Results 1  10
of
16
Automatic verification of finitestate concurrent systems using temporal logic specifications
 ACM Transactions on Programming Languages and Systems
, 1986
"... We give an efficient procedure for verifying that a finitestate concurrent system meets a specification expressed in a (propositional, branchingtime) temporal logic. Our algorithm has complexity linear in both the size of the specification and the size of the global state graph for the concurrent ..."
Abstract

Cited by 1173 (58 self)
 Add to MetaCart
We give an efficient procedure for verifying that a finitestate concurrent system meets a specification expressed in a (propositional, branchingtime) temporal logic. Our algorithm has complexity linear in both the size of the specification and the size of the global state graph for the concurrent system. We also show how this approach can be adapted to handle fairness. We argue that our technique can provide a practical alternative to manual proof construction or use of a mechanical theorem prover for verifying many finitestate concurrent systems. Experimental results show that state machines with several hundred states can be checked in a matter of seconds.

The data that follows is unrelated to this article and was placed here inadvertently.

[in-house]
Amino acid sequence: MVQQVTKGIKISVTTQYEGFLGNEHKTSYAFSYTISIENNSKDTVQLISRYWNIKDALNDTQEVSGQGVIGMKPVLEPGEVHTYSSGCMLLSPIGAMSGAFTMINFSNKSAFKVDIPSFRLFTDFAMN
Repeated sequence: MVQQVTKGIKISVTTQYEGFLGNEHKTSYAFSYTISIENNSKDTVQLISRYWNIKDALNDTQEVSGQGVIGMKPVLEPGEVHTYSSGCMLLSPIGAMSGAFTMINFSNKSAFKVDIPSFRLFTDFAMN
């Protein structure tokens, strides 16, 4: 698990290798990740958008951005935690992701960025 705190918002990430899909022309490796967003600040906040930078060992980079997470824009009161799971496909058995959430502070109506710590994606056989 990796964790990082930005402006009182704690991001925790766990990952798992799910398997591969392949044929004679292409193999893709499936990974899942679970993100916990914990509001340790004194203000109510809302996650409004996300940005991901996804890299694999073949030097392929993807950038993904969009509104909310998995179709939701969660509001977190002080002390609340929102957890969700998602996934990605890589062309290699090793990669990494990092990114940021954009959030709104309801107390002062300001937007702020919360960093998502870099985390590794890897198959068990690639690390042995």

Automatic verification of sequential circuits using temporal logic
 IEEE Transactions on Computer C35
, 1986
"... AbstractVerifying the correctness of sequential circuits has been an important problem for a long time. But lack of any formal and efficient method of verification has prevented the creation of practical design aids for this purpose. Since all the known techniques of simulation apd prototype testi ..."